Report: Bottled Water Companies Rely on "Predatory" Tactics for Sales
Other - Saturday, March 3, 2018 

In its new report "Take Back the Tap," Food and Water Watch researchers look at the booming business of bottled water, which surpassed soda in sales in 2016. The group finds nearly 64 percent of bottled water comes from municipal taps and that it cost almost 2,000 times as much as tap water and four times as much as gasoline. Patty Lovera, food and water policy director with Food and Water Watch, says bottled water companies target demographics through advertising, especially immigrant communities.
Suicides prompt outreach to Northeast dairy farmers
Associated Press - Saturday, March 3, 2018 

A glut of milk has them facing a fourth year of payments well below the cost of production. Accompanying the routine payments and price forecasts sent to some Northeast dairy farmers last month were a list of mental health services and the number of a suicide prevention hotline.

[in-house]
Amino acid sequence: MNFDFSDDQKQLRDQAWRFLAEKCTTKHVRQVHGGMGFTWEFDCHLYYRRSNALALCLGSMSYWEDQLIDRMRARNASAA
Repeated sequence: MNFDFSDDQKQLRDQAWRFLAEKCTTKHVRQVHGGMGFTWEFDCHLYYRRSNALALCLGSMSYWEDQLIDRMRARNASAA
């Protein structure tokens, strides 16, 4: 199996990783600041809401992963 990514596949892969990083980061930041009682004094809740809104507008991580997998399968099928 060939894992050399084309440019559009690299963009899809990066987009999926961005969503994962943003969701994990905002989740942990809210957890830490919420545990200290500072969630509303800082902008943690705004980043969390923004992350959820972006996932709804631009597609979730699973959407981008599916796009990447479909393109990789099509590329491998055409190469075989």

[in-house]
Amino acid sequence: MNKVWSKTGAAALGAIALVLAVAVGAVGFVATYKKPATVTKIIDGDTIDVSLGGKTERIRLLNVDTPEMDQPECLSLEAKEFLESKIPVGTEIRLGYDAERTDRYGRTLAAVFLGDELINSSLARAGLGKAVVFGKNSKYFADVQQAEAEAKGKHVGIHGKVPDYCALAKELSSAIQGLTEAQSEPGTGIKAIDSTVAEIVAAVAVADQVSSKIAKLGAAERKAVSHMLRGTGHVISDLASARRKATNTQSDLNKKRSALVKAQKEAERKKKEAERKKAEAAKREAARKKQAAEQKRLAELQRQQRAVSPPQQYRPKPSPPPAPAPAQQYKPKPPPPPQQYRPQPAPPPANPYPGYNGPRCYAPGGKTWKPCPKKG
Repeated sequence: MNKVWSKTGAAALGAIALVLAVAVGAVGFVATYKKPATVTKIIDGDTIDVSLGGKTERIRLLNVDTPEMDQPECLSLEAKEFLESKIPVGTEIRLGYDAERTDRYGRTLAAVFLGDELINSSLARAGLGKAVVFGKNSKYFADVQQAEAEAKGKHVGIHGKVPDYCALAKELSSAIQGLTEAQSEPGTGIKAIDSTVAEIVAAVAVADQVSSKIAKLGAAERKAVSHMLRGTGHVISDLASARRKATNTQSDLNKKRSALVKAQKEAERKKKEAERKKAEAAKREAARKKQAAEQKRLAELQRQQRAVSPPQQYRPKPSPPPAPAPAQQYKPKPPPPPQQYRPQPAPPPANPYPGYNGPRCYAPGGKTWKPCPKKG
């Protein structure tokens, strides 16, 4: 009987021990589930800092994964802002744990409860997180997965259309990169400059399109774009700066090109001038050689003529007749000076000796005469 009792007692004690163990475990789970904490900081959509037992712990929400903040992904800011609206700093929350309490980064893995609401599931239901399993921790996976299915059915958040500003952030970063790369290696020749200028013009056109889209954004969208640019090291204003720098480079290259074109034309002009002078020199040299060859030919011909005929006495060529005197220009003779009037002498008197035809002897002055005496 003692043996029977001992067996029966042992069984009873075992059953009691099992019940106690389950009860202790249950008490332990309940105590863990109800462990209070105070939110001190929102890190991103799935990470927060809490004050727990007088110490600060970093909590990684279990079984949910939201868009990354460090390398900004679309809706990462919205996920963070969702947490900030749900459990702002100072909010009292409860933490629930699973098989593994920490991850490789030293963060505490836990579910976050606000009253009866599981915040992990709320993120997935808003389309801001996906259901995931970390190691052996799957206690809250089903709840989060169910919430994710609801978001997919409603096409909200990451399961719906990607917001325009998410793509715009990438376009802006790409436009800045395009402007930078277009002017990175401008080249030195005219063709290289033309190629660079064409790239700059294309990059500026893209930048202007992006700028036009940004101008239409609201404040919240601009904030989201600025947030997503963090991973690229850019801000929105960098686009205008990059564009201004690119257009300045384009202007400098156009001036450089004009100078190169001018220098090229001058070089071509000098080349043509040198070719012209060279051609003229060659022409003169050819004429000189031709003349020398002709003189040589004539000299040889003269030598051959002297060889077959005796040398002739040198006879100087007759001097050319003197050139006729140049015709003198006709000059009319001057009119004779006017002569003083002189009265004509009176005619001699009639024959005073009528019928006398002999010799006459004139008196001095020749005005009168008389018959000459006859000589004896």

Maine Says It's Time to Kill Rash-Causing Caterpillars
Associated Press - Saturday, March 3, 2018 

State entomologists say it's time for Maine property owners to remove a species of invasive caterpillar from trees where they can be reached. The state has worked to control the spread of browntail moth caterpillars, which cause a rash that resembles poison ivy. The caterpillars spend winter webbed in leaves on oak and apple trees. Property owners should look for bright white silk tying a few leaves to the tips of apple and oak tree branches, clip out the web and destroy it by dropping it in a bucket of soapy water and soaking it overnight. Browntail moth caterpillars are found from the New Hampshire border to Deer Isle and parts of inland Maine.
Kennebec Land Trust 2018 Lyceum to focus on amphibians, reptiles
Sun Journal - Saturday, March 3, 2018